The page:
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EKOLU winning the world over, one fan at a time

April 10, 2008
By JON WOODHOUSE, Contributing Writer
It’s the coolest, surprising opening. Two young guys from the East European nation of Slovakia are hanging out by the River Danube in the capital city of Bratislava. They’re smiling for the camera and excitedly describing their love for the music of Maui’s Ekolu. After a couple of minutes they break into one of their favorite songs, the band’s popular “Shores of Waiehu.”

It’s just one of the fascinating clips sent in from fans around the globe featured on Ekolu’s recently released first DVD “To The World: From Ekolu.” Best known for their irresistible, island style reggae hits, the band’s DVD blends fan videos with concert footage shot at the Lahaina Civic Center and the ‘Ulalena Maui Myth and Magic Theatre.

So how did two guys from Slovakia end up on a DVD about a Maui band?

“We had a plan to do a DVD, and I was wondering how I could structure our music around something,” explains Ekolu’s primary songwriter and vocalist Lukela Keala. “We’ve been getting fans sending e-mails from all over, and so I asked for videos. There were like 50 different countries including Paraguay, Greenland, Iceland and Ukraine.”

In conjunction with the DVD the band also released the 18-track CD compilation “The Best of Ekolu,” which just won Anthology of the Year at the 2008 Hawaii Music Awards. One more award to add to a collection that includes two Na Hoku wins.

It’s quite an achievement for a band that started off taking second place at a Brown Bags to Stardom contest, losing to a dance group.

“It was devastating, we lost to ballerinas,” says Lukela laughing.

Akoni Dellomes, Makapu Hoopii and Lukela formed Ekolu back in 1995, while attending Baldwin High School. They all studied Hawaiian slack key guitar in a class taught by Lukela’s uncle, Kevin Brown.

“We were friends and we all played with each other’s crews, and one day we just looked at each other and gave each other the nod and huied up and it felt right,” he recalls.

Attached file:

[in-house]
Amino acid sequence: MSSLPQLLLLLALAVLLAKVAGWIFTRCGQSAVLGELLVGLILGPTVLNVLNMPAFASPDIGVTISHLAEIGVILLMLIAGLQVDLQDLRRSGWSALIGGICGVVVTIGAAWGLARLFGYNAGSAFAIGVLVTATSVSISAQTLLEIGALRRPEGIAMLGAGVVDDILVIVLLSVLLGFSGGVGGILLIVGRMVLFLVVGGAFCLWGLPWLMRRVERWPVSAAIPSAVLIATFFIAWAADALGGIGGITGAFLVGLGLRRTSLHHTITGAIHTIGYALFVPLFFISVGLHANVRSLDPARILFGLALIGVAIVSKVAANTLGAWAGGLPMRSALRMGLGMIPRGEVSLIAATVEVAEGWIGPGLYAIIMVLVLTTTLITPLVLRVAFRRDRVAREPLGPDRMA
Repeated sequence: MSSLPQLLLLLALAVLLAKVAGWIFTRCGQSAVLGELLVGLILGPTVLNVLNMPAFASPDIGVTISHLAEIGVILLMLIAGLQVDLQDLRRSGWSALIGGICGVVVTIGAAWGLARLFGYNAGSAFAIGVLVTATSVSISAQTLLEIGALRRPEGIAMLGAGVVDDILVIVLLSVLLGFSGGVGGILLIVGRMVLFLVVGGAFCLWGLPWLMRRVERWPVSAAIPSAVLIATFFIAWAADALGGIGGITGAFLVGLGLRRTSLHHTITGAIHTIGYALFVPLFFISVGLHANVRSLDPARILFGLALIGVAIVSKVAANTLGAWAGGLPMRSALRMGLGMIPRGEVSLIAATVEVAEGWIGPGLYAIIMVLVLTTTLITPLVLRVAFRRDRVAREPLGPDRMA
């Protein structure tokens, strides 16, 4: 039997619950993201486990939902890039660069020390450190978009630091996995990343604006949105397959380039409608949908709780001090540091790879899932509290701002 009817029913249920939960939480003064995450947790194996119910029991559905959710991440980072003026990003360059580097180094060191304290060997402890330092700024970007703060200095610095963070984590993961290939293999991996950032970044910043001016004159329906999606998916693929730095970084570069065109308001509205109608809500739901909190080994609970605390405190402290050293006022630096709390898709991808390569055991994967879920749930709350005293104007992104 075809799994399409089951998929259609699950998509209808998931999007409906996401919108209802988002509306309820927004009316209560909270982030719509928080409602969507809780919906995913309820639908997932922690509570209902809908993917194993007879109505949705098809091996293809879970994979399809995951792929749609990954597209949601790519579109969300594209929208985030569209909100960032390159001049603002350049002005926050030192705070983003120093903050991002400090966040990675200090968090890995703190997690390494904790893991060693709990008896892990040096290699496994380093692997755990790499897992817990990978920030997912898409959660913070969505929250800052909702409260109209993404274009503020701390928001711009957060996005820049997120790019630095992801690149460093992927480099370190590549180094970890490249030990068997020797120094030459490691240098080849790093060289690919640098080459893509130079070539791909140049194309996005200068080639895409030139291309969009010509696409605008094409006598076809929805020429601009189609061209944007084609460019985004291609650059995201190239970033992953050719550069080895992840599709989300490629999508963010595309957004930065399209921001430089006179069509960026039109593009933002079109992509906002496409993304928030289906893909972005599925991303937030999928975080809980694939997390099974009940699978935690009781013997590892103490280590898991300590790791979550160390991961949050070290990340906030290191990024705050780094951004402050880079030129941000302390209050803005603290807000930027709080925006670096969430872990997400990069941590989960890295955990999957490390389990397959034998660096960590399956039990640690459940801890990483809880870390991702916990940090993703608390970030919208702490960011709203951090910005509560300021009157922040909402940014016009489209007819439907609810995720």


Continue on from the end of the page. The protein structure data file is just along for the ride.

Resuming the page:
“Back then it was the Waiehu Sons, Kapena, Braddah Walter,” he says about the music that inspired them. “What really stuck out was one day I was watching the Hokus and Sean Na‘auao was on and I told my mom, I want to be like those guys and she said, ‘No, be yourself, create your own, do your own style.’ That’s what I did.”

The trio’s debut album, “Down in The Valley,” earned them a Na Hoku nomination for Most Promising Artist. Released in 1999, it included a number of covers, such as the Everly Brothers’ “Bye Bye Love,” Bread’s “Everything I Own,” and Freddie Fender’s country classic “Wasted Days and Wasted Nights.”

“That was what my dad and aunties listened to,” he notes. “At first it was all covers, but we had to get our own identity so we started doing originals.”

Their follow-up “Shores of Waiehu” signaled a major creative leap. Earning a spot on Billboard’s world music chart, it featured nine original compositions, including the title track that became one of the group’s most loved songs.

“We played on Oahu last week and everyone was saying, ‘play the Maui anthem,’ ” Lukela reports. “I was like what’s the Maui anthem? It’s ‘Shores of Waiehu’ and ‘Down in The Valley’ which we combine as a medley.”

Then came their third release, “Back to the Valley,” and their first Hoku for Reggae Album of the Year. “When they said our name, I had flash backs of all the hard work,” he says. “We were the first Maui band to win Reggae Album of the Year.”

“They were really overwhelmed and humbled by it,” adds Lukela’s wife, Darnelle, who helps manage the band. “Our way of celebrating was buying Zippy’s and going back to the hotel room and soaking it in. Then the next year they won another Hoku.”